Let’s write this simple 6 word TSQL to bring our database up.


XenDevDS is my test database which is available in the secondary server and its primary copy was the one which was residing on the server which just went for a trip(Memory burn!)

As soon as we execute this command with a big smile assuming that the database will be up, we will get this message –

Msg 3013, Level 16, State 1, Line 1
RESTORE DATABASE is terminating abnormally.
Msg 3441, Level 17, State 1, Line 1
During startup of warm standby database ‘XenDevDS’ (database ID 7), its standby file (‘C:\Program Files\Microsoft SQL Server\MSSQL11.SERVER2012B\MSSQL\DATA\XenDevDS_20120112191505.tuf’) was inaccessible to the RESTORE statement. The operating system error was ‘2(The system cannot find the file specified.)’. Diagnose the operating system error, correct the problem, and retry startup.

What does it mean – It simply means that you have done a good job by deleting the TUF file and now please bring it back.

TUF file is required for the Stand by database to recover and we will not be able to bring the database up without the same.

As the simulation was in a very controlled environment, I brought back the TUF file and ran the restore command once again.


RESTORE DATABASE successfully processed 0 pages in 0.908 seconds (0.000 MB/sec).

The database was recovered and was accepting new connections.

Conclusion – TUF file is a very important part of recovery of a stand by database and we have to educate server ops team or anyone who is responsible for cleaning up files and make sure that this is un-touched.

Do you have any ways to recover a stand by database in log shipping secondary without TUF file.If Yes,then please share your experience in the comments section of this post.

Thanks for reading.

TUF File – Not a very famous member,but does his job pretty well!

I have seen various questions related to TUF files,and one of the discussion was interesting and it was something like below-


John  – I don’t understand why we need this TUF file in SQL Server, what does it do? I have been looking around for more information, but seems there is no great information around the same.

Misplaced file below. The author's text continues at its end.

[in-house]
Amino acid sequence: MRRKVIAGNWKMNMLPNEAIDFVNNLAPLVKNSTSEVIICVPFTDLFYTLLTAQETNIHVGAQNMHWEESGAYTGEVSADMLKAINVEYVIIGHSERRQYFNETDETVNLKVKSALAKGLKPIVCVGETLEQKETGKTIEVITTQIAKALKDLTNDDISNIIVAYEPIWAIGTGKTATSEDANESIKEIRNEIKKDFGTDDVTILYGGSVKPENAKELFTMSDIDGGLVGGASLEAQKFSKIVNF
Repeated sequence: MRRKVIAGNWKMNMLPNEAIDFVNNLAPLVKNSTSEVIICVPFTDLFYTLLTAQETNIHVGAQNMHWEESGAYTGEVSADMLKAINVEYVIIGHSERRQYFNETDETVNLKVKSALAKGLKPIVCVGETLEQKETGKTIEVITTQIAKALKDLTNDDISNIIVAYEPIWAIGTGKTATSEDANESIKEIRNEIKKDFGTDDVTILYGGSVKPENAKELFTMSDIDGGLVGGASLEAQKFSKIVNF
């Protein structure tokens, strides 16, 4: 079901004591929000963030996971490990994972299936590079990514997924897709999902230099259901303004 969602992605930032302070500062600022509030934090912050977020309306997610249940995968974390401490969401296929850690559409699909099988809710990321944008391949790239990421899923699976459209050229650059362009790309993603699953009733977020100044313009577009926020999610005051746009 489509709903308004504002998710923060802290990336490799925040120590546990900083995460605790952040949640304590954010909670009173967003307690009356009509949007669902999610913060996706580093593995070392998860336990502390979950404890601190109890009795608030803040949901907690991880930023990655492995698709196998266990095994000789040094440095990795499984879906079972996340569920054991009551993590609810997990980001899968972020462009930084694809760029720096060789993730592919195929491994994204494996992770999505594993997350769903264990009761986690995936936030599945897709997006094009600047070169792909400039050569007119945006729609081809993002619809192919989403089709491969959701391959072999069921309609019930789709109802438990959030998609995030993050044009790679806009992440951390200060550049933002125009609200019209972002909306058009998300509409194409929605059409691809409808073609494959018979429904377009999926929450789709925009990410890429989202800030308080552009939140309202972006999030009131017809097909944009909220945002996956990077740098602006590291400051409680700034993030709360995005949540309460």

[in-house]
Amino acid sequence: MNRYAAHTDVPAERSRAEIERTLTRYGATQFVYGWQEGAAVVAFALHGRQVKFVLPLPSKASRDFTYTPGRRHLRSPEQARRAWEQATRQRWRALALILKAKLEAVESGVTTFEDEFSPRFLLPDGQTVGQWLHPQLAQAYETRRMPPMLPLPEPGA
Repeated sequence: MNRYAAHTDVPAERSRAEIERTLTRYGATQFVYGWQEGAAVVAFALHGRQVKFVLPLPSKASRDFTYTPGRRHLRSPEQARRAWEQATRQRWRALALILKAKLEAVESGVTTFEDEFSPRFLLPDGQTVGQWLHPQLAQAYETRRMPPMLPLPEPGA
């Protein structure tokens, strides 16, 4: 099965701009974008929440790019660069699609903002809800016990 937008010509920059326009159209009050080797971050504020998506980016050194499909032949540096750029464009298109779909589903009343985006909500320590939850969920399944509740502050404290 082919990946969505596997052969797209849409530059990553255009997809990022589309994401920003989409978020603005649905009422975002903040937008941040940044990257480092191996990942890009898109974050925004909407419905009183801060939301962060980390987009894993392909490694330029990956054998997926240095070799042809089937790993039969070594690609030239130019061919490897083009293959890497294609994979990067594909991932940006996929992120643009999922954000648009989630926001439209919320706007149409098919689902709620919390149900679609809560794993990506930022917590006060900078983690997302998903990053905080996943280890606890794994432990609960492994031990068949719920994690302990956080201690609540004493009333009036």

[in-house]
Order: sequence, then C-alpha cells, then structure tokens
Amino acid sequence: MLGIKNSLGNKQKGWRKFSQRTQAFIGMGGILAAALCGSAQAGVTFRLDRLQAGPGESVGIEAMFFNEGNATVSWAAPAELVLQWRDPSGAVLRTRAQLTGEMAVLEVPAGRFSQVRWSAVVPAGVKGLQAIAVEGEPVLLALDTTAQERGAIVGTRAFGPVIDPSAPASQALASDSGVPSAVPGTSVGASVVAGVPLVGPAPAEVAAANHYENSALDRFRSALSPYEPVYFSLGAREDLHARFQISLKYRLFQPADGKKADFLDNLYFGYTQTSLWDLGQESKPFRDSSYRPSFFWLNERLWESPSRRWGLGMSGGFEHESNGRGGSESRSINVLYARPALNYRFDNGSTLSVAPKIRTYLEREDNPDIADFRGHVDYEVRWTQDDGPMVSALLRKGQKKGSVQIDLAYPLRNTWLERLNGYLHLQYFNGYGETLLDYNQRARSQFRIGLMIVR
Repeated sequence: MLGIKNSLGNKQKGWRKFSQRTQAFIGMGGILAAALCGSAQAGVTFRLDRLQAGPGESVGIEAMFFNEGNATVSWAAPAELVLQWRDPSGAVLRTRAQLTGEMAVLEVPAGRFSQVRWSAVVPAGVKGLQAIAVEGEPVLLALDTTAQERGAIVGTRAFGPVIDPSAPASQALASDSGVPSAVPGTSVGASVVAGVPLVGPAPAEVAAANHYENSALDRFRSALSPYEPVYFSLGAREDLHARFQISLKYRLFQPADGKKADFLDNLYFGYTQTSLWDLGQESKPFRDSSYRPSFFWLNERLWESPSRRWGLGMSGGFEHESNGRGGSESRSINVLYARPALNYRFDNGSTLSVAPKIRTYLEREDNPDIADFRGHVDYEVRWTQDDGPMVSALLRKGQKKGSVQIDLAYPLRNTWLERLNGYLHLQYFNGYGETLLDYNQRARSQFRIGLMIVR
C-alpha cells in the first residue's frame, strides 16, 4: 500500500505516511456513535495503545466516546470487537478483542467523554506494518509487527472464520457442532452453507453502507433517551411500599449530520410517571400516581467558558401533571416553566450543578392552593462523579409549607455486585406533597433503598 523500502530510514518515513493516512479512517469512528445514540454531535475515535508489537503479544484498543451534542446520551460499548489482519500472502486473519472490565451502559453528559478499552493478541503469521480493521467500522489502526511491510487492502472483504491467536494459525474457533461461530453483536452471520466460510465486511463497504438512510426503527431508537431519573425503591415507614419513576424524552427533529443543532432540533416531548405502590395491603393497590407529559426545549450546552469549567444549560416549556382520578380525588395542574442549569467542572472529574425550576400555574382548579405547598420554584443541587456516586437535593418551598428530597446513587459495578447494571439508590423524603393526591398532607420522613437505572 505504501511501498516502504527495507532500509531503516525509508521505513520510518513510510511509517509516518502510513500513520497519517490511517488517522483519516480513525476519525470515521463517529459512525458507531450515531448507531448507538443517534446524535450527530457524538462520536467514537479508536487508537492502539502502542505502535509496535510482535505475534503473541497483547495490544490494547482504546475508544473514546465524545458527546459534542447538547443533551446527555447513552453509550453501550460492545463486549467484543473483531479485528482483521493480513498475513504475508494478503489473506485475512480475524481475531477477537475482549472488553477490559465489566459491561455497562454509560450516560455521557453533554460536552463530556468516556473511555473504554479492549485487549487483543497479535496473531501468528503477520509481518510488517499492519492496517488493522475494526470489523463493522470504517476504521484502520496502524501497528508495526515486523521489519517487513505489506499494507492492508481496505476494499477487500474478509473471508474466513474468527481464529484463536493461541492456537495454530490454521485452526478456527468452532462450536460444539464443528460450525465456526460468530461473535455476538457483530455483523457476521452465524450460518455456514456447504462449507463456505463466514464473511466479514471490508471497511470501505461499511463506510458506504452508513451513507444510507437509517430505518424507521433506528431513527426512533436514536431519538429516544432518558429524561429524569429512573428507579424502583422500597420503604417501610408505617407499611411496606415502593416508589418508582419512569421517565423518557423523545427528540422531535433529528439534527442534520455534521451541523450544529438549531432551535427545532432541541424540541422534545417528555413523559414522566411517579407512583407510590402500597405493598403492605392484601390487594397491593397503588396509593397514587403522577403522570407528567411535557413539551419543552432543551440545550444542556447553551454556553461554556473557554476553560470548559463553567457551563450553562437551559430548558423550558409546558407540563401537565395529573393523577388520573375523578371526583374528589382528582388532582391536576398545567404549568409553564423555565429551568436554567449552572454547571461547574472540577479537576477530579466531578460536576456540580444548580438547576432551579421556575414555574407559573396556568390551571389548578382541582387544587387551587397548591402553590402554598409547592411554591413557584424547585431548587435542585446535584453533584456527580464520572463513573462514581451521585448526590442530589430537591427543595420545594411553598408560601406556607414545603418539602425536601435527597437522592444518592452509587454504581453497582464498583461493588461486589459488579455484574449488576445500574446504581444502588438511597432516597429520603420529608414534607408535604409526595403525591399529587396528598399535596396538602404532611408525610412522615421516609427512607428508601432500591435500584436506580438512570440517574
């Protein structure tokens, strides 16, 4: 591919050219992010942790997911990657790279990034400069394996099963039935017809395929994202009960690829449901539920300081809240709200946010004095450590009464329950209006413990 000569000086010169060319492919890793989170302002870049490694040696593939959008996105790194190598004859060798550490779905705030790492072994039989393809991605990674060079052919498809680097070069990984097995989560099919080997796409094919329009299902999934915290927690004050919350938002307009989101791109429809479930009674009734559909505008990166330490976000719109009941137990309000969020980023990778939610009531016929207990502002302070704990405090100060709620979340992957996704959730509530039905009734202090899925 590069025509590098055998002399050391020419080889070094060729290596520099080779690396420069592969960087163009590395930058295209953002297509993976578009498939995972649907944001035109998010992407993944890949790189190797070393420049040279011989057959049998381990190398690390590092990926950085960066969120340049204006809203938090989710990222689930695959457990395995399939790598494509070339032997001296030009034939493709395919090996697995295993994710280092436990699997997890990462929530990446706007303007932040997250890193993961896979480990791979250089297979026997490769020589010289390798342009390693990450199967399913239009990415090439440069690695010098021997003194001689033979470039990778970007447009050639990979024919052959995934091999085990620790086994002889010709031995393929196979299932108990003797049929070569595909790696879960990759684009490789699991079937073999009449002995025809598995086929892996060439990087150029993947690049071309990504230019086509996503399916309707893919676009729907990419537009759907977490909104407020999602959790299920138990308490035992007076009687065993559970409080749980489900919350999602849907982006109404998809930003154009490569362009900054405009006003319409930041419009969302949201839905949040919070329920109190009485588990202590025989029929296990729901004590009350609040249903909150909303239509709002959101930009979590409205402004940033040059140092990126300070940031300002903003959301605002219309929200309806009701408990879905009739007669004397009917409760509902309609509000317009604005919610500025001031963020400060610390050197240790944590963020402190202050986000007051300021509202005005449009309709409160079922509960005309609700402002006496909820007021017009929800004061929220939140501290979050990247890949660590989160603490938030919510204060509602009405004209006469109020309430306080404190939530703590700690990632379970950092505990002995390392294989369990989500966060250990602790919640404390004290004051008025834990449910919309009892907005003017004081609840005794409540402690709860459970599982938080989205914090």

Kim – Are you talking about .TRN files?

John – No, I am talking about .TUF files. Trust me it’s there!

Kim – Oh, then I am missing something. Let me check that out.

</End of discussion>

So what is this TUF file is all about?

I was also not very sure of what TUF file deals with, however after some research I was able to understand the concept of TUF files and decided to write this post.

TUF file or a Transaction Undo File is created when performing log shipping to a server in Standby mode. This file contains information on all the modifications performed at the time backup is taken.

This file is important in Standby mode of log shipping were you can access the secondary database. Database recovery is done in standby mode when log is restored.

While restoring the log backup, un-committed transactions will be recorded to the undo file and only committed transactions will be written to disk there by making users to read the database. When we restore next Tlog backup SQL server will fetch the un-committed transactions from undo file and check with the new Tlog backup whether the same is committed or not. If its committed the transactions will be written to disk else it will be stored in undo file until it gets committed or rolled back.

A small graphical representation of the above statement is shown below –

I configured log shipping to test TUF file and created a scenario like below –

1. Created a primary database.

2. Configured log shipping to another Instance within the same box.

3. Backup, Copy and Restore to happen every 15 minutes.

4. Continuously inserted data to the primary database to simulate TUF creation.

5. I was able to find TUF file created under the same path were I had placed my system databases files.

There seems to be changes in this path were we can find the TUF files. It will be available in the root as mentioned above for SQL Server 2008 above and used to be in the LS_Copy folder for earlier versions.



Coming up next – What happens when I delete this file? So please stay tuned my friends.

Thanks for reading.

Partial database availability – A walk through